Jeep Compass cylinder misfire issue

Jeep Compass cylinder misfire issue

VEHICLE: 2007 Jeep Compass; VW 2.0L TDI PD Engine (Code: BLY)
TECHNICIAN: Daniel O’Connell, Auto & Marine Electrical, Ireland
DTCS: None
SYMPTOM: Misfire on one cylinder at all engine speeds. This was quite pronounced at idle

I had a customer’s 2007 Jeep Compass (European Spec) fitted with the VW 2.0l TDi PD engine. Unfortunately standard VAG software (e.g. VCDS) cannot communicate with this ECU (due to it being a Jeep). Communication via standard EOBD displayed “No Codes” although the check engine light was illuminated, and a misfire fault was present.

At this stage I needed to determine three things:

1. Are all injectors receiving a signal from the engine ECU?
2. Are all injectors drawing an equal current?
3. Which cylinder is misfiring?

My first move was to connect Channel A to the alternator output terminal and use the Cylinder Balance test in PicoDiagnostics. With this function I was quickly able to determine that only one cylinder was at fault, as three cylinders read between 98%-100% and one cylinder read approx. 67% at 850 RPM. PicoDiagnostics was able to determine the correct engine RPM without any trouble.

I now knew that the problem lay in one cylinder but had no idea which one. In the PD engines the injectors are fed via a multiplug at the rear of the cylinder head. It is a very simple task to connect a current probe to check the current waveform of all four cylinders via the common supply wire. It is also very easy with a second current probe to get the waveform of cylinder #1.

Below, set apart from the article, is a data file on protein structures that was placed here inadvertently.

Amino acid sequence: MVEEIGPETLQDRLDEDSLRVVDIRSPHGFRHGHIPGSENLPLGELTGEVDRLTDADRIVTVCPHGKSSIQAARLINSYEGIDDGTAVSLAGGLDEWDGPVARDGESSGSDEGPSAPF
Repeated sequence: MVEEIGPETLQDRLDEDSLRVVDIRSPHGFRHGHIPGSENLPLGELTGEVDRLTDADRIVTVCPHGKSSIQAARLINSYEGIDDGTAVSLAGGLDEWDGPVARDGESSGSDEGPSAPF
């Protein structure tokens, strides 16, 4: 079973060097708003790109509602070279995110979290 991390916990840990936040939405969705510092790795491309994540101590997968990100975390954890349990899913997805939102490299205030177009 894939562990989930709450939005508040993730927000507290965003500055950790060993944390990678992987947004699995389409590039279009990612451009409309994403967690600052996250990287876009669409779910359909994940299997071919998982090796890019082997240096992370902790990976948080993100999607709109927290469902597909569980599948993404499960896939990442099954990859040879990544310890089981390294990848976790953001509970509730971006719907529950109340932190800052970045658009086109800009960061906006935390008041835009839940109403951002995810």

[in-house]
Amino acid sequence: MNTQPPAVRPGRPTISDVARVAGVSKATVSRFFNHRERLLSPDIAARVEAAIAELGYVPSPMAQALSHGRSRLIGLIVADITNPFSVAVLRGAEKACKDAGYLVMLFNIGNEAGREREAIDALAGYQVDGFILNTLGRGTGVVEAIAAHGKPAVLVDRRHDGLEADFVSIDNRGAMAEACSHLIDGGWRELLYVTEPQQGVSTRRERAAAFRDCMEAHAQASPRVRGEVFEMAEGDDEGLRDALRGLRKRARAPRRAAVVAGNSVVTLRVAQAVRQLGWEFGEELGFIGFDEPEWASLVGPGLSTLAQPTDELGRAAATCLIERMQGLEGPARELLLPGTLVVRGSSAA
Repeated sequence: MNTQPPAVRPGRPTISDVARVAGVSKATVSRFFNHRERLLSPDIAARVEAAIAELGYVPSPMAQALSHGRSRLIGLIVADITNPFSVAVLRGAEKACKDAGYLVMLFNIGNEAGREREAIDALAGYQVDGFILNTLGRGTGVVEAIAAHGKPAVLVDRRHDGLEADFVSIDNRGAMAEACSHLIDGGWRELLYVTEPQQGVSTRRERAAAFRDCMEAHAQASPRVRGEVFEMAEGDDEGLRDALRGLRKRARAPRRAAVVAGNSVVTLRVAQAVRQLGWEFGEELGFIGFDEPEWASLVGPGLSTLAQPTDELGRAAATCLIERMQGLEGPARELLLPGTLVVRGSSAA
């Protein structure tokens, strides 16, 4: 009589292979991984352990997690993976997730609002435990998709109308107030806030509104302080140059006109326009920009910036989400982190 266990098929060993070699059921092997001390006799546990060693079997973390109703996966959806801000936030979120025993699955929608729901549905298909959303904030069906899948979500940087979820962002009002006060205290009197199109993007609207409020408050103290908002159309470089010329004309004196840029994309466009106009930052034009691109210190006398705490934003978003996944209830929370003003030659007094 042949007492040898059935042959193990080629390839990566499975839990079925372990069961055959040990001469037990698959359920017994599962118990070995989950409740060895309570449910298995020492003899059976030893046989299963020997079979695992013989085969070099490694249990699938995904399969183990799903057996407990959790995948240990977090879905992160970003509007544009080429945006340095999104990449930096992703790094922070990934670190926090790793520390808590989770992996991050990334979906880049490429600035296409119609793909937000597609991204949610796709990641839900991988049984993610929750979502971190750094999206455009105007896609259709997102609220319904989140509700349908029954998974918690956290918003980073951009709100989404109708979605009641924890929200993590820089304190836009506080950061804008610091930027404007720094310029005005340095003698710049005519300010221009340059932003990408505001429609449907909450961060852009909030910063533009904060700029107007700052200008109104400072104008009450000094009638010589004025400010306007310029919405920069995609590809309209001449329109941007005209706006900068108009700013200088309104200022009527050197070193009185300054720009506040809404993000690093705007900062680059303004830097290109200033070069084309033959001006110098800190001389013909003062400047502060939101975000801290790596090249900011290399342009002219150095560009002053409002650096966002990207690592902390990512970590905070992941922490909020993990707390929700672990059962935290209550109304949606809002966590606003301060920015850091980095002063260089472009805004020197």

In seconds I was able to see that all four injectors were being actuated evenly and drawing very similar currents. This quickly eliminated an electrical source potentially being responsible for the misfire. I now needed to see which cylinder was misfiring.

Normally I would check the Crankshaft Position Sensor (CKP) waveform, but a) the wire is not very accessible in this engine and, b) many of the more modern VAG PD engines use a Hall effect type CKP sensor, and magnetic coil type sensors give a much clearer indication of a misfire.

As I was already connected on Ch A to the alternator I decided to use the variation in alternator output voltage to find the misfiring cylinder. By setting the scaling of Ch A to x10, I was able to focus very clearly on the slight variations in the line voltage. By setting the low-pass filter to 400 Hz I was able to further enhance the signal and produce a very clear series of voltage readings which varied consistently with engine rotation.

Knowing that the firing order was 1-3-4-2, I could see that the misfire was in cylinder #2 and that it was a mechanical injection fault rather than an electrical one.

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